IDEAS home Printed from https://ideas.repec.org/a/spr/anresc/v23y1989i1p51-58.html
   My bibliography  Save this article

Use and Misuse of the Allocation Rate in Models of Population Migration

Author

Listed:
  • Cushing, Brian J

Abstract

In empirical work on population migration, researchers have utilized many different measures of migration. One measure that is used periodically is an "allocation rate," most commonly defined as the number of persons moving from origin i to destination j during the time period divided by the total number of outmigrants from origin i during the period. While an allocation rate is a valid and interesting measure, it has been misunderstood in several instances, leading to some empirical results that are difficult to interpret. In this paper, previous work on allocation rates is discussed and one study is replicated for the 1975 to 1980 period. It is demonstrated that inclusion of origin variables in such models is theoretically incorrect and results in substantial biases in empirical work. Inclusion of ratios of destination-to-origin variables is valid only with a very narrow interpretation.

Suggested Citation

  • Cushing, Brian J, 1989. "Use and Misuse of the Allocation Rate in Models of Population Migration," The Annals of Regional Science, Springer;Western Regional Science Association, vol. 23(1), pages 51-58.
  • Handle: RePEc:spr:anresc:v:23:y:1989:i:1:p:51-58
    as

    Download full text from publisher

    To our knowledge, this item is not available for download. To find whether it is available, there are three options:
    1. Check below whether another version of this item is available online.
    2. Check on the provider's web page whether it is in fact available.
    3. Perform a search for a similarly titled item that would be available.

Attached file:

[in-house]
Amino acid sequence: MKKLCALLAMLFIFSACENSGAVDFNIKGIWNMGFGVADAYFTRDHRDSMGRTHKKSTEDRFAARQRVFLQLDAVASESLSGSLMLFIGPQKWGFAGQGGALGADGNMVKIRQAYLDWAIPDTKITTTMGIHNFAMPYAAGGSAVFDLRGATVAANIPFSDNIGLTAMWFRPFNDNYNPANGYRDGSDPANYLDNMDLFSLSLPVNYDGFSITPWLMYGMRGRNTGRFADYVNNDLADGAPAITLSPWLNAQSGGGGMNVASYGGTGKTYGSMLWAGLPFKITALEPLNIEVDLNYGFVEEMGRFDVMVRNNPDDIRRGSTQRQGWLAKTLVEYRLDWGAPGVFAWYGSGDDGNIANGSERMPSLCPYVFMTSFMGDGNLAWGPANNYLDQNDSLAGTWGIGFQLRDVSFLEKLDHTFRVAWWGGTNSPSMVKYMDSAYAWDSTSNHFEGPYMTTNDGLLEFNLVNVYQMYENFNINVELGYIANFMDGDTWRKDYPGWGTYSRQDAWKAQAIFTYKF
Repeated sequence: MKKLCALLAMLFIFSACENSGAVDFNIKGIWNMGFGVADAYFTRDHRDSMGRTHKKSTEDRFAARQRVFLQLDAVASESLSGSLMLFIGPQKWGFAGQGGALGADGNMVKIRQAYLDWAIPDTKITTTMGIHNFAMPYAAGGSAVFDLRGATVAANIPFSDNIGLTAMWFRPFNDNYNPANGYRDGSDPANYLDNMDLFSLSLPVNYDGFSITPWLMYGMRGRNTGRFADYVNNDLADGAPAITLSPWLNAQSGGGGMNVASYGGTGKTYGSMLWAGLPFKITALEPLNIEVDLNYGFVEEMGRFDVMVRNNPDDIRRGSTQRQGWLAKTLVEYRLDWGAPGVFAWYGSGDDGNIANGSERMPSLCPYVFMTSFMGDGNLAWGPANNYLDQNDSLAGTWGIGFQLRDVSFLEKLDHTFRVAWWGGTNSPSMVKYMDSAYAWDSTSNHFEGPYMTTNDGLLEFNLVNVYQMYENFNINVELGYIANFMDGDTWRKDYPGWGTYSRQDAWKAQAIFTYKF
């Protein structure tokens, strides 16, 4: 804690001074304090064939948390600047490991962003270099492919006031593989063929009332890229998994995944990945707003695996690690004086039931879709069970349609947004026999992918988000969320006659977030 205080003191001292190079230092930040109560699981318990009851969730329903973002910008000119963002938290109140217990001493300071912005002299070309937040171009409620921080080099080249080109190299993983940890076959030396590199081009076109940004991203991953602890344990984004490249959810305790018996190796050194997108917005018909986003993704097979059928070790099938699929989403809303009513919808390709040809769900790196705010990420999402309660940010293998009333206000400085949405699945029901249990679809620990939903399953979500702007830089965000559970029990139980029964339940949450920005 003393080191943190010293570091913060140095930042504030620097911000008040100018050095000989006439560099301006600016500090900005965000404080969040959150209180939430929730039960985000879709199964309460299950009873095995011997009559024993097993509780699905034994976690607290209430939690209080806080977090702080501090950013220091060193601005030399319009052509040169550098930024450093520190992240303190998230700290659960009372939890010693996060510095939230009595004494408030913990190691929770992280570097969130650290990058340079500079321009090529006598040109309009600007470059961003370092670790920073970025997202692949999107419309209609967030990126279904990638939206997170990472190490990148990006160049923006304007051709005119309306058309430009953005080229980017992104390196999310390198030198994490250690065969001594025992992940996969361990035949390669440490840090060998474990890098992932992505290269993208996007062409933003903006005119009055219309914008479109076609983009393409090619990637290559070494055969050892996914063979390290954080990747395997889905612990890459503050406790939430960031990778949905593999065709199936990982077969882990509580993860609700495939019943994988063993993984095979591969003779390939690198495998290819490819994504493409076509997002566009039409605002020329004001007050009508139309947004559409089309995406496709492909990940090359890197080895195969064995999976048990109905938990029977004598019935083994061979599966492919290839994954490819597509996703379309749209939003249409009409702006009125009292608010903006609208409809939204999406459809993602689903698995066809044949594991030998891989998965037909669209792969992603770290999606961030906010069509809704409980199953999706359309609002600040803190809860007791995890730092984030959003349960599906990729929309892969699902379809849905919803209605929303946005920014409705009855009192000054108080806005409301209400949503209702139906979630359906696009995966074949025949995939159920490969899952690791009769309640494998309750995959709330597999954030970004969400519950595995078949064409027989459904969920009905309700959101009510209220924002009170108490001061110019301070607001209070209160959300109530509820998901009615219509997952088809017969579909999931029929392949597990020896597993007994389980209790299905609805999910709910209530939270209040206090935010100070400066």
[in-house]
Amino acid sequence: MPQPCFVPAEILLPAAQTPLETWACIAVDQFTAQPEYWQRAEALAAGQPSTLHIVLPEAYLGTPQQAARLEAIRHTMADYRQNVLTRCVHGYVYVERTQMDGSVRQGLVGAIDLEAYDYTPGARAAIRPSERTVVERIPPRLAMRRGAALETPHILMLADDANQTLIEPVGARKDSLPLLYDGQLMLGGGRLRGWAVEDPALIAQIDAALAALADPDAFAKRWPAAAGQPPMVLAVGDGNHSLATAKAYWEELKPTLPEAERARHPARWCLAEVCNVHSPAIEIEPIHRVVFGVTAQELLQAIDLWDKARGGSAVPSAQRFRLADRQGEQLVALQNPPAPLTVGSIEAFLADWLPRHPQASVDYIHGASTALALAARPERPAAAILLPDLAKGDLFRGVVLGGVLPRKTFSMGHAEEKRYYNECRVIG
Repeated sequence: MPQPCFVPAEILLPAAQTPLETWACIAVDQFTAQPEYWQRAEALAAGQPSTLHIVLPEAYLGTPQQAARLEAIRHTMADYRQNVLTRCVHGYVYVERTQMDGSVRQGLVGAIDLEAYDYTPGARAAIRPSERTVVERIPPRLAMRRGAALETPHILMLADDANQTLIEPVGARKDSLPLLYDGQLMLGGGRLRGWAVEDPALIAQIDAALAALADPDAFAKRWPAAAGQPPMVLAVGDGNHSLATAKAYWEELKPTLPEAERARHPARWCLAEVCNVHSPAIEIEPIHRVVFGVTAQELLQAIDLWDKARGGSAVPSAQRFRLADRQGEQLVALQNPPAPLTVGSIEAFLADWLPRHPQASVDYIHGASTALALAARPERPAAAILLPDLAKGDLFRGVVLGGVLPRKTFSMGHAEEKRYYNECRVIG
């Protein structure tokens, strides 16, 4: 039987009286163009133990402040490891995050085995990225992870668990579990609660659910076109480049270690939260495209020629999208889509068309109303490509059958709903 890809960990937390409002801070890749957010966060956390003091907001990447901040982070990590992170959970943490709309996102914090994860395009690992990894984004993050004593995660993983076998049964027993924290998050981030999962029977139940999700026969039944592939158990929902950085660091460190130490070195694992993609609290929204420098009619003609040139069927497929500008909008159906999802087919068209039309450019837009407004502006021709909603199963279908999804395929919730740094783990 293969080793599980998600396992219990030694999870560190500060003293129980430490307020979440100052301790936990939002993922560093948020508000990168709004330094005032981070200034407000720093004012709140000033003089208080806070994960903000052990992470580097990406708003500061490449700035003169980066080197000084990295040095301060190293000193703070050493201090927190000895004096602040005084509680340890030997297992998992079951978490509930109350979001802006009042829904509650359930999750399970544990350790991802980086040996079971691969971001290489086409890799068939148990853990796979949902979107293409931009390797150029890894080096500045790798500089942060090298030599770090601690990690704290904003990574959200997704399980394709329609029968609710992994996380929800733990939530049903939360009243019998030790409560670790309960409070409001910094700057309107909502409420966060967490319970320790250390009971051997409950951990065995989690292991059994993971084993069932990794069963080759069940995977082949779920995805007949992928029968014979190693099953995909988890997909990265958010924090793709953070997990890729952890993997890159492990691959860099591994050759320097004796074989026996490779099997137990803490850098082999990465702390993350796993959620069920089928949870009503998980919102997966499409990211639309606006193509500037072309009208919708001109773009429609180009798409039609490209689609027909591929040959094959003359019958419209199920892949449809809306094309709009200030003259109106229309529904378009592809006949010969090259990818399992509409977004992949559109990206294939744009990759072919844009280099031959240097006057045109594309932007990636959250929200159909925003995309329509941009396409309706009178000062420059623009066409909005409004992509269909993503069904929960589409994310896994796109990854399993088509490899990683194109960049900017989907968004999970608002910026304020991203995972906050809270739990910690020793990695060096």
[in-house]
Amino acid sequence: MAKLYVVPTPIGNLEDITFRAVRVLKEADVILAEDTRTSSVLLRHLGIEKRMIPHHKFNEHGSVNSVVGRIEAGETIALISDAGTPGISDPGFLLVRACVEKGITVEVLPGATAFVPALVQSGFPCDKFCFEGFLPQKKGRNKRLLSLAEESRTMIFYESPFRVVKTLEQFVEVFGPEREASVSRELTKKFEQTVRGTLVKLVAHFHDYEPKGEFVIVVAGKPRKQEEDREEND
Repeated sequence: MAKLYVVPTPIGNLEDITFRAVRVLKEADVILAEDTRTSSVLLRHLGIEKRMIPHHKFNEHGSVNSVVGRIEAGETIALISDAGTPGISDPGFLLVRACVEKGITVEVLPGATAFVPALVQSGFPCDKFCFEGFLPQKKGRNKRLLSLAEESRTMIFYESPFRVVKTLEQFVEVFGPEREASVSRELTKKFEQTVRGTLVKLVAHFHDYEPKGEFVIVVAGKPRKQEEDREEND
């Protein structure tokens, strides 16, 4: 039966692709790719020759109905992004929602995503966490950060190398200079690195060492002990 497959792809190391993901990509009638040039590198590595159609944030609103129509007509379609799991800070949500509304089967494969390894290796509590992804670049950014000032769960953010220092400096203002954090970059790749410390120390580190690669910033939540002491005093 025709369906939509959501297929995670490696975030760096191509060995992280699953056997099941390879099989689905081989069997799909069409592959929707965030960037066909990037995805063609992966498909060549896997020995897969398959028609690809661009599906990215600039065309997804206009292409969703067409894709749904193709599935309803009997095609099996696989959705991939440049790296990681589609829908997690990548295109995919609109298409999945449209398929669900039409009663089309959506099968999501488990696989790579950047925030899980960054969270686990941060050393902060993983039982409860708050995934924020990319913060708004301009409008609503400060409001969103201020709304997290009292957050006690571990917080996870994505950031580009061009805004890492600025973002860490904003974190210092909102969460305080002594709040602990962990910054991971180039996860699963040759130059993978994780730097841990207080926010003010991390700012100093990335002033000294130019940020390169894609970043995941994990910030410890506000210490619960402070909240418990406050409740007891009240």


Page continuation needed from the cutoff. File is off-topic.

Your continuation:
Citations

    Citations are extracted by the CitEc Project, subscribe to its RSS feed for this item.
    as


    Cited by:

    1. Anjomani, Ardeshir, 2002. "Regional growth and interstate migration," Socio-Economic Planning Sciences, Elsevier, vol. 36(4), pages 239-265, December.
    2. repec:rri:wpaper:200411 is not listed on IDEAS
    3. repec:rri:wpaper:200505 is not listed on IDEAS
    4. Brian Cushing, 2005. "Specification of Functional Form in Models of Population Migration," Working Papers Working Paper 2005-05, Regional Research Institute, West Virginia University.
    5. Brian Cushing, 2004. "Location-Specific Amenities, Equilibrium, and Constraints on Location Choices," Working Papers Working Paper 2004-11, Regional Research Institute, West Virginia University.

    More about this item

    Statistics

    Access and download statistics

    Corrections

    All material on this site has been provided by the respective publishers and authors. You can help correct errors and omissions. When requesting a correction, please mention this item's handle: RePEc:spr:anresc:v:23:y:1989:i:1:p:51-58. See general information about how to correct material in RePEc.

    For technical questions regarding this item, or to correct its authors, title, abstract, bibliographic or download information, contact: (Sonal Shukla) or (Rebekah McClure). General contact details of provider: http://www.springer.com .

    If you have authored this item and are not yet registered with RePEc, we encourage you to do it here. This allows to link your profile to this item. It also allows you to accept potential citations to this item that we are uncertain about.

    We have no references for this item. You can help adding them by using this form .

    If you know of missing items citing this one, you can help us creating those links by adding the relevant references in the same way as above, for each refering item. If you are a registered author of this item, you may also want to check the "citations" tab in your RePEc Author Service profile, as there may be some citations waiting for confirmation.

    Please note that corrections may take a couple of weeks to filter through the various RePEc services.

    IDEAS is a RePEc service hosted by the Research Division of the Federal Reserve Bank of St. Louis . RePEc uses bibliographic data supplied by the respective publishers.